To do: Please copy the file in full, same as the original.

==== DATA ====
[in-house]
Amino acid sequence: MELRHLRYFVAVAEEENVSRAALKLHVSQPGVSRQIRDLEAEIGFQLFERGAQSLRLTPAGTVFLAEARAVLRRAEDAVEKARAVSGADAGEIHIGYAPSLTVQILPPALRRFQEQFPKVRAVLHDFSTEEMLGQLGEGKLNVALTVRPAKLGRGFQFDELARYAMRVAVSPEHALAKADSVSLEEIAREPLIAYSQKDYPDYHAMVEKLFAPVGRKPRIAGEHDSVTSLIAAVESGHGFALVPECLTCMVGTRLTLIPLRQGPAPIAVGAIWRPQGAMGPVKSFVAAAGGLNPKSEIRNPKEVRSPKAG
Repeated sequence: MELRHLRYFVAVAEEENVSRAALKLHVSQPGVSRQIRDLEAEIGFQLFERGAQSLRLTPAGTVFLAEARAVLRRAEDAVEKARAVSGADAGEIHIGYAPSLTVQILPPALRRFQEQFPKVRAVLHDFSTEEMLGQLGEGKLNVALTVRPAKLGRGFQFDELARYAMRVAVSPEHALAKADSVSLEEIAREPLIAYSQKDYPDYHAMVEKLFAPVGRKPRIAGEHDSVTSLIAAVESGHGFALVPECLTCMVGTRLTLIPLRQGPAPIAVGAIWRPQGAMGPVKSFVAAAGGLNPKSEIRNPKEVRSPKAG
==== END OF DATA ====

[in-house]
Amino acid sequence: MELRHLRYFVAVAEEENVSRAALKLHVSQPGVSRQIRDLEAEIGFQLFERGAQSLRLTPAGTVFLAEARAVLRRAEDAVEKARAVSGADAGEIHIGYAPSLTVQILPPALRRFQEQFPKVRAVLHDFSTEEMLGQLGEGKLNVALTVRPAKLGRGFQFDELARYAMRVAVSPEHALAKADSVSLEEIAREPLIAYSQKDYPDYHAMVEKLFAPVGRKPRIAGEHDSVTSLIAAVESGHGFALVPECLTCMVGTRLTLIPLRQGPAPIAVGAIWRPQGAMGPVKSFVAAAGGLNPKSEIRNPKEVRSPKAG
Repeated sequence: MELRHLRYFVAVAEEENVSRAALKLHVSQPGVSRQIRDLEAEIGFQLFERGAQSLRLTPAGTVFLAEARAVLRRAEDAVEKARAVSGADAGEIHIGYAPSLTVQILPPALRRFQEQFPKVRAVLHDFSTEEMLGQLGEGKLNVALTVRPAKLGRGFQFDELARYAMRVAVSPEHALAKADSVSLEEIAREPLIAYSQKDYPDYHAMVEKLFAPVGRKPRIAGEHDSVTSLIAAVESGHGFALVPECLTCMVGTRLTLIPLRQGPAPIAVGAIWRPQGAMGPVKSFVAAAGGLNPKSEIRNPKEVRSPKAG